Which Plastics Are the Least Recyclable?


Plastic bags are often made of LDPE.

Plastic bags are often made of LDPE.
Photo: Matt Rourke (AP)

A note: we’re now entering a kind of no-man’s land in the rankings here. While most of the remaining plastic types are technically recyclable, they also run into some serious problems in execution.

China used to take most of these types of plastics (only 9% of which actually were recycled, while the rest were burned, buried in landfills, or just dumped into the environment), and the 2018 ban has left a lot of municipal recycling facilities overwhelmed with material. Not only is it incredibly expensive to recycle a lot of this stuff, meaning there’s not really a market for it, but it’s also very difficult for the average person to figure out how to properly dispose of these items—and, as a result, things are often just thrown away. What’s more, the influx of cheaper fossil fuels—helped by the fracking boom of the past decade—has also made many plastic customers turn to virgin plastic rather than buy recycled material.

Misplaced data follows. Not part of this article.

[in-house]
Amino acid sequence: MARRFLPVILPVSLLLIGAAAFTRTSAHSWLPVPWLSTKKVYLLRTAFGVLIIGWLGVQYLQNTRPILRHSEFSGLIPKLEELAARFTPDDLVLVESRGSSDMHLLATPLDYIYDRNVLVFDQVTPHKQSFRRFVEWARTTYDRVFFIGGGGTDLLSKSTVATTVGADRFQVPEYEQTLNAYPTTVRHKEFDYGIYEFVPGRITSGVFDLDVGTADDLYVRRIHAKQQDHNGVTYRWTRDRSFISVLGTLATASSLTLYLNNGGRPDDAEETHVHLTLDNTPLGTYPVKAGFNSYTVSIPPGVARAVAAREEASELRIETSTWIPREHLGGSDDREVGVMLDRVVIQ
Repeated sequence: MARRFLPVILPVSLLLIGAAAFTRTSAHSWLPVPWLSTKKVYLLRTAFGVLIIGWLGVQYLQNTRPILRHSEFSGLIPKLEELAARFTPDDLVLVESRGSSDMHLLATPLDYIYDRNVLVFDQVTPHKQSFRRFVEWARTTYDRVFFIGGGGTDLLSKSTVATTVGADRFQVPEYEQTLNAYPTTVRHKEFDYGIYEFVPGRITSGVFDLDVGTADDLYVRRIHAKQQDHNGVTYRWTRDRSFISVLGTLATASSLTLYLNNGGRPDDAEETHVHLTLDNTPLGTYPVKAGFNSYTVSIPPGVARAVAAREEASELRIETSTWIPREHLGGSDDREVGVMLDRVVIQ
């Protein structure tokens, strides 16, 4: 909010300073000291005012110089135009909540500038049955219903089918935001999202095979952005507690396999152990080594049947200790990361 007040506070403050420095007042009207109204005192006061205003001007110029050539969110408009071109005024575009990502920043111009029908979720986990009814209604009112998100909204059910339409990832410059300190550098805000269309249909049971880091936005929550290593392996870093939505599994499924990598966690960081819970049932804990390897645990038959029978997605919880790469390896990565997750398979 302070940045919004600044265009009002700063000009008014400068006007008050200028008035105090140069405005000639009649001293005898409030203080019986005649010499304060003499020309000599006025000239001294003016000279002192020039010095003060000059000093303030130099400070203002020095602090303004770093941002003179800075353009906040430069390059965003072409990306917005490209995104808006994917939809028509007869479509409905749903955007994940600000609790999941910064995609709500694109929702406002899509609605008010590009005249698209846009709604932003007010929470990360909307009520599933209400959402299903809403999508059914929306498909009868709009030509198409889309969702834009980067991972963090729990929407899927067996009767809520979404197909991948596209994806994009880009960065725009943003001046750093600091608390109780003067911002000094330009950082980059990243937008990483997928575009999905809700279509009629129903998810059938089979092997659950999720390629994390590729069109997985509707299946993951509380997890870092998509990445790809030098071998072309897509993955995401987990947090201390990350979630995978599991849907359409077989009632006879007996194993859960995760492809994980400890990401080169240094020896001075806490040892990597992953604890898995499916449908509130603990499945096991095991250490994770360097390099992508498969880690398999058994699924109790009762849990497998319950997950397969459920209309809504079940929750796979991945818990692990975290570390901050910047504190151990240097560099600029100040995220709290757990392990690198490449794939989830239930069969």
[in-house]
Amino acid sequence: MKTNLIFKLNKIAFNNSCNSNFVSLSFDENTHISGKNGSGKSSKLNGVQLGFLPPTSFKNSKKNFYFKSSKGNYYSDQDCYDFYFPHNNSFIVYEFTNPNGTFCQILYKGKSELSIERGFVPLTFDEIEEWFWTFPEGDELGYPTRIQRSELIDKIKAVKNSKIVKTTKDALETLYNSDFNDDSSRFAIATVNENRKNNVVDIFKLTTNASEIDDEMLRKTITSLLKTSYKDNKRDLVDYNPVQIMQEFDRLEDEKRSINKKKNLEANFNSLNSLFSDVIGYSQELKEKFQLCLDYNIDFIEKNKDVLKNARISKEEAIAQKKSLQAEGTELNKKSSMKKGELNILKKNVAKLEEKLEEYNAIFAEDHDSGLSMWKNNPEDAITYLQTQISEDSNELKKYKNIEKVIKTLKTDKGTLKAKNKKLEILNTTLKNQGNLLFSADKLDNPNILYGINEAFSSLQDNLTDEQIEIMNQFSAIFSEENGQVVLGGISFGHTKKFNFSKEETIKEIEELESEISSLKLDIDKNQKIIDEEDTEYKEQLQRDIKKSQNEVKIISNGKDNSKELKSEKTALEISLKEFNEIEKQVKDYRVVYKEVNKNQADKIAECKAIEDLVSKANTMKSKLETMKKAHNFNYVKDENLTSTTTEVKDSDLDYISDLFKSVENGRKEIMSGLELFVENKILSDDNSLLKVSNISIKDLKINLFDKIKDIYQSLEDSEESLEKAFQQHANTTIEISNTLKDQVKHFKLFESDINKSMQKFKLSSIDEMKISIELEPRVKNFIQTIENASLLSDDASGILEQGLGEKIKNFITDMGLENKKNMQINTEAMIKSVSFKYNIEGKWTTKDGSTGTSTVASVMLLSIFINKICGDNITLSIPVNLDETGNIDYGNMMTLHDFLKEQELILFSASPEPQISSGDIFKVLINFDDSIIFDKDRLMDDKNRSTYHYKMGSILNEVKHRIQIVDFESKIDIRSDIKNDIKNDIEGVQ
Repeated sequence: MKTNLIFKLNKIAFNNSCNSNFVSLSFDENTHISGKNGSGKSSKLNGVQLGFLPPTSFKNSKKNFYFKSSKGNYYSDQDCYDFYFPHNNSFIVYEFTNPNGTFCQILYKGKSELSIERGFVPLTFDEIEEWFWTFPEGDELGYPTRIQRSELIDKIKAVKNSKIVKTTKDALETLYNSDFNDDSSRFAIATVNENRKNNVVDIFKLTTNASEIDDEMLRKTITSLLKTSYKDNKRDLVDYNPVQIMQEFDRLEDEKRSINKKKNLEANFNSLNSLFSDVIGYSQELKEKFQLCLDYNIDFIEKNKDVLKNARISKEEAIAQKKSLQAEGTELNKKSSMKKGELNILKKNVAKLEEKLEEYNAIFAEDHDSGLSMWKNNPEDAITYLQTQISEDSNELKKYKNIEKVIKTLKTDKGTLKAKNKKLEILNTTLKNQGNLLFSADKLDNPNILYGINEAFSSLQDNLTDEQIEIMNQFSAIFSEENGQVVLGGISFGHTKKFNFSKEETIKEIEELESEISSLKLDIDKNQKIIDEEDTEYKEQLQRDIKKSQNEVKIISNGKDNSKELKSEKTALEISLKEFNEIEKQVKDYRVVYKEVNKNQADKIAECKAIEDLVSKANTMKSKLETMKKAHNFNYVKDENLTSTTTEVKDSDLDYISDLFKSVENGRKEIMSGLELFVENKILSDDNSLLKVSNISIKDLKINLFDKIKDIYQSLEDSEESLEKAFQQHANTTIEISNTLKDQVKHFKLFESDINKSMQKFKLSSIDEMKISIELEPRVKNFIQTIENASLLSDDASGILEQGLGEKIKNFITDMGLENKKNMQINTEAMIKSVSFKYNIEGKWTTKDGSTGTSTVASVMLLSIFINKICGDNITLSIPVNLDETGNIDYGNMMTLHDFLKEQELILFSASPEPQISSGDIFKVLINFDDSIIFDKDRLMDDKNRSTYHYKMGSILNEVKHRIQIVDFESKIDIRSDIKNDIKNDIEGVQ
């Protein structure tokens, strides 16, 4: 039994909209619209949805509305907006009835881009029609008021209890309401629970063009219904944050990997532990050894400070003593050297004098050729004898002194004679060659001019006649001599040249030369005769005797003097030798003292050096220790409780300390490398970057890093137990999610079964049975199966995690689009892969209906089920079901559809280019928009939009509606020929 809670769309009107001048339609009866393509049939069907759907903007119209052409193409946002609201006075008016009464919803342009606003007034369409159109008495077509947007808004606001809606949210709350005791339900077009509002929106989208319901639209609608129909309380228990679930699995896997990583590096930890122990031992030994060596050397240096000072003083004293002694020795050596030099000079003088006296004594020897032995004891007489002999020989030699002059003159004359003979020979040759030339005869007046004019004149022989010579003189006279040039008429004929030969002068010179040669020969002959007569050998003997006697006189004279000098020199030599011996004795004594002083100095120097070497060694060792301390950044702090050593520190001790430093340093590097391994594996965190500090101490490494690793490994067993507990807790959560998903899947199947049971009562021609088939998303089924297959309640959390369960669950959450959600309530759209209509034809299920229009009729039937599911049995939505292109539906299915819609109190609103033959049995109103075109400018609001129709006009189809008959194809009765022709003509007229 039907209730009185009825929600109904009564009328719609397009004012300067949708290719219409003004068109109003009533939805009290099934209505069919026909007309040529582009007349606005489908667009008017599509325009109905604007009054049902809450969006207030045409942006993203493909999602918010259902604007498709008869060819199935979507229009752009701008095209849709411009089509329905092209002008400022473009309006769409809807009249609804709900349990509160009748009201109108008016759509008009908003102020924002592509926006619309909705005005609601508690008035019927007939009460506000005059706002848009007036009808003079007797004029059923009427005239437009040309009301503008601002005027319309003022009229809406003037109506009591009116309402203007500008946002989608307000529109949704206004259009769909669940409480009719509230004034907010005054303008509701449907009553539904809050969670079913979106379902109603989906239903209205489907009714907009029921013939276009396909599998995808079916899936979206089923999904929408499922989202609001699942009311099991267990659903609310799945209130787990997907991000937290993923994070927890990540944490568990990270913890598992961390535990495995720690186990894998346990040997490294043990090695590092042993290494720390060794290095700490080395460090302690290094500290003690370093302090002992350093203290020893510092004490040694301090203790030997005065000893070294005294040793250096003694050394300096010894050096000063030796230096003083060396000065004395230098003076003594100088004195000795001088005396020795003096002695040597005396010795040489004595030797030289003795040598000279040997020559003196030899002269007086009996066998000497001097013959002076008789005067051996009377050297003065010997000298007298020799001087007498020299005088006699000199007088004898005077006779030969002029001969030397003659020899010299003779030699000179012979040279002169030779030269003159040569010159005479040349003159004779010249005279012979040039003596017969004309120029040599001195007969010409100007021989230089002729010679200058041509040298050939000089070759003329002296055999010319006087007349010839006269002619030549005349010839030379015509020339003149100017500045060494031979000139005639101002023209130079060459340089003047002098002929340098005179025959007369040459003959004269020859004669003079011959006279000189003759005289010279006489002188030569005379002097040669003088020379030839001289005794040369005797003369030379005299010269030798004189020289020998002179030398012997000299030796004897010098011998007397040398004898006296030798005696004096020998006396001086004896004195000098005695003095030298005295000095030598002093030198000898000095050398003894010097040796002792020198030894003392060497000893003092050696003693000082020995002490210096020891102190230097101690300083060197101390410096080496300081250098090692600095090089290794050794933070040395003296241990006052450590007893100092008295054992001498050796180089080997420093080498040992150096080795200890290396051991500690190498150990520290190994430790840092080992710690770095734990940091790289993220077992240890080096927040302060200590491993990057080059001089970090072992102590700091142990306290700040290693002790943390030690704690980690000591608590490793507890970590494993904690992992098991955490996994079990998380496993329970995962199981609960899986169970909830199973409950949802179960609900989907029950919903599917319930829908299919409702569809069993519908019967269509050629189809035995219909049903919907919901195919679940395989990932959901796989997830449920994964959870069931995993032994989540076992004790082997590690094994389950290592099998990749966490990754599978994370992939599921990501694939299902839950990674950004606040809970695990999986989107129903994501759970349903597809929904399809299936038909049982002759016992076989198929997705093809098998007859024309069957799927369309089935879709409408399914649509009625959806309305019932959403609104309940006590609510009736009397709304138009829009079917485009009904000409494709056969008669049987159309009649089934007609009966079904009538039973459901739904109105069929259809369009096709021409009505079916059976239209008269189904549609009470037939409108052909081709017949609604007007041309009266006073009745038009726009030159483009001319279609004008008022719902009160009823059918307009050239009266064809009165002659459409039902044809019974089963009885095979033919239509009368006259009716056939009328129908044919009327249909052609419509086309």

Anyway, low density polyethylene, or LDPE (marked by a 4 inside the arrows), is classified by its lightweight and flexible properties. Plastic cling film is usually made of LDPE, along with a host of other items and materials, like trash bags, bread bags, and bubble wrap; a firmer version of LDPE can be used to make laundry baskets, squeeze bottles, and plastic lids.

When figuring out how to recycle LDPE, it again depends on where you live. Some city recycling programs will take the firmer stuff, like certain bottles, making it slightly more recyclable than the rest of the types on this list. However, most places won’t accept softer plastics, like bags. These will have to be dropped off at a specialty recycler.


Source link